Monday, March 9, 2009

Digital DNA - Numerical Expressions to Describe Malware Behaviors

HBGary unveiled Digital DNA today at the Infosec Conference in Orlando. (I wasn't able to make it down to the show, although I had planned to be there. Last minute stuff and I had to jet back to the West Coast.) The engineering team has been working on Digital DNA for months. In a nutshell, we have automated the reverse engineering of loaded modules in the physical memory snapshot and generate Digital DNA (DDNA) based on the collected data (millions of data points). All of these data points are codified in way that allows them to be matched against rules. The Digital DNA system will "sequence" a software program or document and generate trait-codes based on the behaviors and schematic artifacts found in the software or document. Each trait has a complex rule (think regular expression with boolean logic) associated with it, and if the rule matches the trait is considered "expressed". Expressed traits are concatenated together to make a "sequence". We chose to do it this way because the final DDNA sequence looks and smells like a hash, even though it's not actually a hash at all. But, customers are used to managing hashes, thinking about hashes, and cut-n-pasting hashes - so a hash it would be.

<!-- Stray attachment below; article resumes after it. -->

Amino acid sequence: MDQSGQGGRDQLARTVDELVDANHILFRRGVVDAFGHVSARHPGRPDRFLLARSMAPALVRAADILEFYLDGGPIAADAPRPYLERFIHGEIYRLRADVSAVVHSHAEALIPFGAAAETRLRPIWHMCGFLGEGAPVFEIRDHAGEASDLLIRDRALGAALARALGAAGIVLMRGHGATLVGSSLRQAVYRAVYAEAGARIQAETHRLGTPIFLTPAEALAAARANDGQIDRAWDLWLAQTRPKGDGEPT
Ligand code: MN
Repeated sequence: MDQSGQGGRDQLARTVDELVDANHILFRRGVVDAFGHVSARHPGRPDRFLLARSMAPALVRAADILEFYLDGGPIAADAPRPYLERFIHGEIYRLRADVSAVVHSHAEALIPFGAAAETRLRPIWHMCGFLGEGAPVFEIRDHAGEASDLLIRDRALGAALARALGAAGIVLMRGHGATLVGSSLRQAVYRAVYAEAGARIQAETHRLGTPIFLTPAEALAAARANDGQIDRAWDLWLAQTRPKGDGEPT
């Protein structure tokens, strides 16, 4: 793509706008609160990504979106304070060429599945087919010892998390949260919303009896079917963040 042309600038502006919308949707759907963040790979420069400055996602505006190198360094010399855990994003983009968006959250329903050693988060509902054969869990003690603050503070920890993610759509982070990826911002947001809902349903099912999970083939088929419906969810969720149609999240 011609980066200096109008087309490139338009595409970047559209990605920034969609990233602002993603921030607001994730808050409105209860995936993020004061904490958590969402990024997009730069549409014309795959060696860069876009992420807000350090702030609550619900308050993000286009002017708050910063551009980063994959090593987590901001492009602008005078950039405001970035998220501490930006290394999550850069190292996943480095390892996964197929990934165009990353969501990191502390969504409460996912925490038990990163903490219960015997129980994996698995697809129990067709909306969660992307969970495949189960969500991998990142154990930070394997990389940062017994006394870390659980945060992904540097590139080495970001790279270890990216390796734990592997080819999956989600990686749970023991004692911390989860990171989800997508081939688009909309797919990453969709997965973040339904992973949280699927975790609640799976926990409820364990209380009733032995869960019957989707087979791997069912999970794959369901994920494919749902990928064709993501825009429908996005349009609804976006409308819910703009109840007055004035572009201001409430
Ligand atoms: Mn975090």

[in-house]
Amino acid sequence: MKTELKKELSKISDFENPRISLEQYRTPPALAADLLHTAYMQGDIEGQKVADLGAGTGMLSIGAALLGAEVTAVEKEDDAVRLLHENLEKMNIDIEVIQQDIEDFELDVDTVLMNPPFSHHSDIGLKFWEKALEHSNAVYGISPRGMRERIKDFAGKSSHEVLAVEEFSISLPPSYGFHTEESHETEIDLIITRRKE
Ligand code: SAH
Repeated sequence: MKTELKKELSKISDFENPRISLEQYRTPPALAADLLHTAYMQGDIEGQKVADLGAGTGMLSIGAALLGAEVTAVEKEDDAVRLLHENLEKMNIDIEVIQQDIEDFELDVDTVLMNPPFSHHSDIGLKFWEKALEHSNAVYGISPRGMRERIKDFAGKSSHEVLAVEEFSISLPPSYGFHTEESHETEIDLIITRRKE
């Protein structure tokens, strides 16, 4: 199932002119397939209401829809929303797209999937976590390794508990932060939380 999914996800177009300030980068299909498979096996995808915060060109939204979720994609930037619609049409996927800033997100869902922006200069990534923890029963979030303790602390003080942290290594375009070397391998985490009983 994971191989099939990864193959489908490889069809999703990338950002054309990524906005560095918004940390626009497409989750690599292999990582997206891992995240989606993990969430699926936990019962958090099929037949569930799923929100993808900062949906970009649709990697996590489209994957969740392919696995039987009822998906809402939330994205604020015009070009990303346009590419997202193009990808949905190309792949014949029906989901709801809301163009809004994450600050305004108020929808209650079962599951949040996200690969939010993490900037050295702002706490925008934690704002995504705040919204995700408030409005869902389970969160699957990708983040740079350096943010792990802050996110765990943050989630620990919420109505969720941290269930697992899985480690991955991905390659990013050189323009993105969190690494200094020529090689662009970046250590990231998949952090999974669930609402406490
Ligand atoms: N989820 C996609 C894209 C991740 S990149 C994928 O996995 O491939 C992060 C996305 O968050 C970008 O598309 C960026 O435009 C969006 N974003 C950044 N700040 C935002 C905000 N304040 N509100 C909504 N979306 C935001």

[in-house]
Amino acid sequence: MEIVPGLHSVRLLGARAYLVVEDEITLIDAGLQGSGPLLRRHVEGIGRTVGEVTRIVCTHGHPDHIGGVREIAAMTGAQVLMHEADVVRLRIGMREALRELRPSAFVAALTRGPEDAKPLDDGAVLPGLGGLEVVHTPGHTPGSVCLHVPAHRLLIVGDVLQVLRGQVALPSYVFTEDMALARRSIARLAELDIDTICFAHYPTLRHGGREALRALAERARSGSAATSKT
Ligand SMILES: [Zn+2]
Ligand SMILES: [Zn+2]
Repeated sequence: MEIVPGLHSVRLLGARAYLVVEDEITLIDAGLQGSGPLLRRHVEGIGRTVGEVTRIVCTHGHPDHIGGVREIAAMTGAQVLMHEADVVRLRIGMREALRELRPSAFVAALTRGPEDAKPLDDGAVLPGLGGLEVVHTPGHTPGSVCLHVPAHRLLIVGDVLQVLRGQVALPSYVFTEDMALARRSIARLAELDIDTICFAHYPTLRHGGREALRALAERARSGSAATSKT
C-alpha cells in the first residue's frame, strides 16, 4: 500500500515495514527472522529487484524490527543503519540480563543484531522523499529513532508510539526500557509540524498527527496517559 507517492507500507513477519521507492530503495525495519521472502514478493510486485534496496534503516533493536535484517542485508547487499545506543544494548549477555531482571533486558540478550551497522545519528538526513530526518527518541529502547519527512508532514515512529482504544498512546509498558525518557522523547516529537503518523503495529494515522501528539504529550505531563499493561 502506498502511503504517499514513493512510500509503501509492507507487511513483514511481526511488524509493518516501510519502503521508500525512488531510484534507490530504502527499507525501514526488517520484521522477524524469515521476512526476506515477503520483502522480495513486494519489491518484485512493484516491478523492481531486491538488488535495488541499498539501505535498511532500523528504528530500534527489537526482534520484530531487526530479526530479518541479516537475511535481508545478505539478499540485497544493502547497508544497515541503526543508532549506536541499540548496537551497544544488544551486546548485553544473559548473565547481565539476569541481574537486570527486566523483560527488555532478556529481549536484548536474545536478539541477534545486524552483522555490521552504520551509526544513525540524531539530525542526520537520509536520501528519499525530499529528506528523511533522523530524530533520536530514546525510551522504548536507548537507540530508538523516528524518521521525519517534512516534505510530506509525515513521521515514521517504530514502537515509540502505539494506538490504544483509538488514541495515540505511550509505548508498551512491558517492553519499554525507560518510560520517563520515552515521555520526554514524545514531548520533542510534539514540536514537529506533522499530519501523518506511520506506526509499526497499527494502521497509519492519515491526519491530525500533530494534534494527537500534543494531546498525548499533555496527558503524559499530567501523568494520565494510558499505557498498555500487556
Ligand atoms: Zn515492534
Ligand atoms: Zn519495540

Digital DNA is based on the reverse engineered behaviors, not the specific compilation or packer used with the malware. You can pack the same malware with three different packers and it will still produce the same Digital DNA. Two similar programs will produce similar DDNA. Here is an example of two versions of Rustock.B.

Interestingly, the technology can identify digital objects. Here is an example of tracking Intellectual Property with it.

Digital DNA is a Big Idea. For now, HBGary is going to focus it on detection of zero-day malware threats. We have over 2,000 traits in the DDNA genome currently, and will probably have many more soon. We sort all the traits into Factors, Groups, and Subgroups, defining a "genome" of behaviors that are common to malware. This part plays into a weighting system. I will blog more about this over the coming weeks - dinner is calling.